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Foreign Policy

Thinking out of the Box

Thinking out of the Box

Think tanks, tasked with providing impetus and direction for policymakers, have consistently led policymakers down precarious roads concerning policy towards Iraq and now Iran.

Colin Powell with Members of the Iraqi Governing Council including Paul Bremer and Dr. Ahmed Chalabi

The influence-peddling think tank phenomenon has no doubt become an integral part of our political landscape. On paper, it’s not hard to see why. They direct public life in a way that is seen as people-centric with the intention of increasing government support for common causes by making legislators more susceptible to popular demand. Global warming, the plight of the poor, and laws protecting us from greedy banks and corporations are the think-tank issues that lead us to believe that they represent the common man.

But in the realm of international relations, particularly in the volatile Middle East, the policies that have long been espoused by leading think-tanks have led into a quagmire with no accountability. And you don’t need to look beyond London or Washington to understand why. Many of the incumbent researchers at think tanks are people with an agenda that they wish to promote in order to influence British and American foreign policy. They colour our view of the world, draw us into foreign adventures and exacerbate already existing problems. This could not be highlighted more than by the homesick Iranian diaspora who yearn for the Iran of their dreams and vie to fill positions in our think tanks and academic institutions on the premise of having great expertise of their native country.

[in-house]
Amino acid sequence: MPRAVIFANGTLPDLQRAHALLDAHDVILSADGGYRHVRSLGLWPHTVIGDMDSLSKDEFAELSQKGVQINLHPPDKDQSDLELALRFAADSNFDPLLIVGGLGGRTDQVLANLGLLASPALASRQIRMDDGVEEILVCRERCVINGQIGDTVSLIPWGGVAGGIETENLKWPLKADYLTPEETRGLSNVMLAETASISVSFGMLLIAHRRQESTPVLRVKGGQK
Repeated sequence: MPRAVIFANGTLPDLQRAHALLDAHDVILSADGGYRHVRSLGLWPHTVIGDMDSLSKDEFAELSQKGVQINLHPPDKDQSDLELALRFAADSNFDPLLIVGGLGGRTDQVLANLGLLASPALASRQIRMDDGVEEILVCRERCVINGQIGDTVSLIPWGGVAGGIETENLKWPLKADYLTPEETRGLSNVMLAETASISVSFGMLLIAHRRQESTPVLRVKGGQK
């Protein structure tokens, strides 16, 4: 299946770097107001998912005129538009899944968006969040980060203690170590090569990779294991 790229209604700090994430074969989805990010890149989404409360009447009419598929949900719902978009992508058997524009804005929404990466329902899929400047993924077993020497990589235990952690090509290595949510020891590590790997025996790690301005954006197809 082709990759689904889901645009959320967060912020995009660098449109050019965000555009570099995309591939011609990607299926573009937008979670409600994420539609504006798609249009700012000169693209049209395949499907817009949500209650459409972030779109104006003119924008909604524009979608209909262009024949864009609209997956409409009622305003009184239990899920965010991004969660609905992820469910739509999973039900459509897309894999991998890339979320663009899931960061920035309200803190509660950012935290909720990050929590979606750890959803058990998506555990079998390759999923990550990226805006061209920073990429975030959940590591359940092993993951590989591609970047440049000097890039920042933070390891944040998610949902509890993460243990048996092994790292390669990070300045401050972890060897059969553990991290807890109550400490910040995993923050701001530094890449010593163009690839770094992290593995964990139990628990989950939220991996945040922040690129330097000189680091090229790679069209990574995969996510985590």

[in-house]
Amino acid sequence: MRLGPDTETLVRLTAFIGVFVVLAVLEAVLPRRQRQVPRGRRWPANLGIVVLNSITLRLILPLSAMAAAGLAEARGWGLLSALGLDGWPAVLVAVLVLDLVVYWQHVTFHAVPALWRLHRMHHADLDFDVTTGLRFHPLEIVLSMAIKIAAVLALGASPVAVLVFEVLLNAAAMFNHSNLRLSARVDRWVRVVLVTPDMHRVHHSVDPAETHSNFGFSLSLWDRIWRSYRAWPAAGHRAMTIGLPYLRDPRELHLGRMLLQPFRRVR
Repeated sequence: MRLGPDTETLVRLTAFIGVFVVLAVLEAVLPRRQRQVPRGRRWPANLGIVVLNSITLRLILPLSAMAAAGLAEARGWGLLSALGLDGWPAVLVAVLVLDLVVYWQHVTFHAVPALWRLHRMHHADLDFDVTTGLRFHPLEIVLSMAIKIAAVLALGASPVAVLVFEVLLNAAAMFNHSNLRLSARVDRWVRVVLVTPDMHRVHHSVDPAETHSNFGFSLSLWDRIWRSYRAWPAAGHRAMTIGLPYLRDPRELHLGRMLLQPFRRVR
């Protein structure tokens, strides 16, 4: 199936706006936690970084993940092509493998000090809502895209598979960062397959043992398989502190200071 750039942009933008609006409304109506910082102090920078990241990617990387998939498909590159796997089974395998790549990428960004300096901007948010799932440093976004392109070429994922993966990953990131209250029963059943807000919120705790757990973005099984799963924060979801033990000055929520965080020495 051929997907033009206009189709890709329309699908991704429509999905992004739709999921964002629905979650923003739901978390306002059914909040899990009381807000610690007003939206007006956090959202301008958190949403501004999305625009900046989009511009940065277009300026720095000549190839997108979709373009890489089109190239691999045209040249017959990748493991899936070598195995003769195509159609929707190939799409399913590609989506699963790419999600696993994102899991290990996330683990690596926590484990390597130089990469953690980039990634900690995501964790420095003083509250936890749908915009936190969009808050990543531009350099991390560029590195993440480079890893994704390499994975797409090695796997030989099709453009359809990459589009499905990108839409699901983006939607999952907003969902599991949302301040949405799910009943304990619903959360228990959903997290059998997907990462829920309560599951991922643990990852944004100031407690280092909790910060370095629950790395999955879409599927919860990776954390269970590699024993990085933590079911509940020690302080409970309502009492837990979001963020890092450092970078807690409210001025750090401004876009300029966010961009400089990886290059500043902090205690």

But in truth, these disgruntled exiles almost invariably promote their own personal interests and agendas, often advocating nothing short of violent regime change in Tehran. As a result, there have been thirty years of antagonistic relations, proxy wars, kamikaze attacks, arms-for-hostages, insurgencies and now nuclear brinkmanship. Machiavelli long ago warned us about those who want us to help them return home. The diaspora also influenced pre and post-Saddam Iraqi policy. The debacle of propping up Ahmed Chalabi is a notorious example. Beating the air with fists, scolding and reproaching almost everyone who disagreed with him, he prodded us (with the help of numerous think-tanks) into invading his homeland. He was championed as the Iraqi leader in exile, our guy to rule Iraq.

After successfully sucking the U.S. and the U.K. into a conflict they could neither afford nor sustain, he refused to support any real initiative for peace and transition following the removal of Saddam Hussein unless he was included in any new Iraqi government. After Chalabi failed to consolidate a support base in Iraq and was exposed as corrupt and even wanted in neighbouring Jordan, we then awaited the outcome of a democratic election. What followed was the total collapse of state institutions, the continuation of brutal sectarian atrocities, the rise of Al Qaeda, Iraqis killing Iraqis and the deaths of American and British forces – the very people who had liberated them from Saddam Hussein’s tyrannical rule.

It was clear that those who championed peace and prosperity in a post-invasion Iraq did so from a position which betrayed reality. We’ve remained stuck in the Iraqi quagmire of death and destruction ever since. The soon to be completed American pull-out from the country is likely to bring nearly ten years of hard work and sacrifice to a horrible end. The era of traitors getting their salaries from, or at the behest of foreign governments and multimillionaires for whom they lobby, is likely to be perpetuated. They will continue to cunningly play on our ignorance, reciting a few facts that are sugared with rich clichés. Even if they lose the gamble, they bet with some else’s money. Our money!

What is needed is a more informed vision for recruitment and the development of policy. If they wish to refute claims of bias, they need to do a lot more than simply disclose their sources of funding. Think tanks need to be filled with people who wish to contribute to the betterment of world peace and development. They cannot be filled with those who seek self-aggrandizement and/or selfish agendas.